JenREES 10-20-19

Crop Update: So grateful for this past week’s weather in aiding harvest progress! AlsoIMG_20191020_181304.jpg grateful to all the growers who worked with me in on-farm research this year and for all the studies harvested this past week!

One of the more frequent questions/comments I’ve received the past few weeks is regarding yields. It sounds like irrigated yields for corn and even soybean are around 5-15% lower than what farmers hoped for in this part of the State. Most aren’t necessarily ‘bad’ yields, just not what was desired. Irrigated corn is mostly going 225-245 bu/ac with high-yielding genetics and everything else aligned correctly going 250-265 bu/ac. And, as more fields are harvested, there may be some better yields due to the long grain fill period. There’s irrigated fields of soybeans that did 50-60 bu/ac. What is positive is non-irrigated yields for both corn and soybeans with non-irrigated beans sometimes out-yielding the irrigated ones.

The impacts of the difficult cold, wet planting season could be seen season-long in fields

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Plant to plant variability impacting kernels/ear.

with uneven plant emergence and eventually variable ear height and kernels/ear. That plant to plant variability can add up to yield impacts more than one realizes. There’s also field variability due to ponding/flooding in fields, hail/wind damage, and additional challenges during harvest with wind and moisture leading to lodging and/or ear loss and some soybean shatter.

The high humidity and leaf wetness along with cool, wet weather allowed for more disease in both corn and soybean. Perhaps one reason why non-irrigated corn and soybean are yielding well was due to reduced disease pressure from reduced plant population and increased air flow. I know of a handful of irrigated soybean fields in 2019 planted on seed corn acres where, to the line, the soybean on seed corn had more sudden death syndrome (SDS) pressure and less yield than the soybean on soybean corners of fields. I had never before seen this so striking.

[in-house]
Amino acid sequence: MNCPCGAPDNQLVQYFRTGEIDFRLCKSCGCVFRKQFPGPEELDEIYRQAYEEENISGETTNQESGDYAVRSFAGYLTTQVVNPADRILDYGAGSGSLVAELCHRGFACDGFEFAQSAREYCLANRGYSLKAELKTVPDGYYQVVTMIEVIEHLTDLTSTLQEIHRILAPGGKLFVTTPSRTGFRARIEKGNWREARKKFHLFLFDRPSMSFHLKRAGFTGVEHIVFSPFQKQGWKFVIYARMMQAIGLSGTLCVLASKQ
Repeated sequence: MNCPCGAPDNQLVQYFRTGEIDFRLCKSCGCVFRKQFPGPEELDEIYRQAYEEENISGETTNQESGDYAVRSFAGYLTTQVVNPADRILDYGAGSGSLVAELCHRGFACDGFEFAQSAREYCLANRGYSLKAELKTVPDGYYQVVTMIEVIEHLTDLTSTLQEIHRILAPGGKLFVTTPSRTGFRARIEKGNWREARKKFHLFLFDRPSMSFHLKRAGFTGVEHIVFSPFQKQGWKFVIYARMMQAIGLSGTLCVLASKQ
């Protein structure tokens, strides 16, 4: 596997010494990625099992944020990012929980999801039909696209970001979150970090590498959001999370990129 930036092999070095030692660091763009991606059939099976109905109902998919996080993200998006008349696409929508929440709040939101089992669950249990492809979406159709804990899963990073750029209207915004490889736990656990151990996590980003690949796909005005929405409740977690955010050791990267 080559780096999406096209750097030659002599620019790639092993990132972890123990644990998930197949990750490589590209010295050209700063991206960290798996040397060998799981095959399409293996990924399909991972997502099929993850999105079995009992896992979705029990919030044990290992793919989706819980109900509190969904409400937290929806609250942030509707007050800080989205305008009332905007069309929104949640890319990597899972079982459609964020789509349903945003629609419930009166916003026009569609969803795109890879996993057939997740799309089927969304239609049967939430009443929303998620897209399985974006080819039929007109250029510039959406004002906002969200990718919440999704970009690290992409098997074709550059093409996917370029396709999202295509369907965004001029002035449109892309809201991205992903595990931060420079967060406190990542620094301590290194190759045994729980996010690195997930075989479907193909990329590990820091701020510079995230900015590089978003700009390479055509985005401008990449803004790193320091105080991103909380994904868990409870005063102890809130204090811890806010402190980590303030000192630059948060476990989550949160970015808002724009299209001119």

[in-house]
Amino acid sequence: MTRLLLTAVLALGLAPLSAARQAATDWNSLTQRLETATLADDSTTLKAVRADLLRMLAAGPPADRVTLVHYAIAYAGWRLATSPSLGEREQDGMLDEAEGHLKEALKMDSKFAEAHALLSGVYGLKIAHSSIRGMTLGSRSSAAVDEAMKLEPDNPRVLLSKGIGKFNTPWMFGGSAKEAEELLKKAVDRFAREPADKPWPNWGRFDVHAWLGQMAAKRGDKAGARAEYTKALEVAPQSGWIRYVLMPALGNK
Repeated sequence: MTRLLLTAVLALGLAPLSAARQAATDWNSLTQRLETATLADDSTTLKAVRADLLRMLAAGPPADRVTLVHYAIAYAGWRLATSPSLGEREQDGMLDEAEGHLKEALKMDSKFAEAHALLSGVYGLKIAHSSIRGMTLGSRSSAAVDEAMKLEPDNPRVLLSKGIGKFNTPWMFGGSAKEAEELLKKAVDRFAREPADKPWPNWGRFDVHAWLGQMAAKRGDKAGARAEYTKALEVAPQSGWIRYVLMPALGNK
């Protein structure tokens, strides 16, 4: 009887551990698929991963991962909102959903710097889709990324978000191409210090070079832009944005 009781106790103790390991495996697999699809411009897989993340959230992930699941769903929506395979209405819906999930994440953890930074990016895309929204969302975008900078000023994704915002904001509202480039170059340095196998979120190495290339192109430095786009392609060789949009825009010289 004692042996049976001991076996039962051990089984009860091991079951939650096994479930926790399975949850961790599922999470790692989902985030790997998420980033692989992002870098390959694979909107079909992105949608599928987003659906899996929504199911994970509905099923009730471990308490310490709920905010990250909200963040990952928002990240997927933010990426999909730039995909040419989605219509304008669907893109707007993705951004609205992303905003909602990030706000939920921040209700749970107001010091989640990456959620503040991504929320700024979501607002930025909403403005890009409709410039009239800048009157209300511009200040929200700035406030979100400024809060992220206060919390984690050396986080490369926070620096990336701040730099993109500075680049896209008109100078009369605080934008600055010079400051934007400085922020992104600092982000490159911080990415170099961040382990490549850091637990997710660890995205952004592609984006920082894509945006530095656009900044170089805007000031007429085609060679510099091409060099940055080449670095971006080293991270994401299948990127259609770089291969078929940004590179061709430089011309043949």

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Same soybean variety. Yellow area is soybean planted on seed corn residue under pivot with heavy SDS pressure. Green area to the line is soybean on soybean in pivot corners.

My hypotheses: 1-Test for soybean cyst nematode in the seed corn acres vs. corners. Anything that will move soil will move SCN, including equipment. 2-Fusarium virguliforme (pathogen that causes SDS), reproduces best on corn kernels followed by corn residue, followed by soybean seeds and residue. Even if the seed corn acres had a cover crop and were grazed, cattle don’t easily pick up loose kernels lost to the 2018 hail storm or harvest loss. 3-SCN in the field + great conditions for SDS in 2019 allowed for synergistic effect of more SDS and yield loss.

Cloudy weather also played a role in photosynthesis and ultimately yield. Dr. Roger Elmore and colleagues shared the following research on shading and yield impacts. “Many researchers have investigated the effects of lower solar radiation on corn using shade cloth of different densities. These can effectively block solar radiation by 10% to 90% or more (e.g., Schmidt and Colville 1967, and Reed et al. 1988). Invariably they found that shading the crop two to three weeks after silking (R1) reduced yields more than shading before R1. Most also find that hybrids differ in their responses to shading.” (This can help explain the tip back due to kernel abortion some of you asked me about after pollination). “Very few researchers used shade cloth during the grain-fill period, which would be similar to the reduced solar radiation period central Nebraska experienced the third week of August.

Early et al., 1967, shaded plants around the “reproductive phase” for 21 days as well as during the “vegetative stage” for 54 days and the “maturation phases” for 63 days. Shading during reproductive stages reduced plant yields the most, but 30% shading during the maturation stages ― what we consider the seed set and grain-fill periods (R2-R6) ― not only reduced yield per plant 25% to 30% but also reduced kernels per plant and the amount of protein per plant. Researchers in a new study shaded plants from silking to maturity (R1-R6) (Yang et al., 2019). Shading reduced yields more with higher plant populations than with lower populations.” (This may also help explain why non-irrigated fields with lower plant populations may have good yields in spite of cloudy conditions in 2019).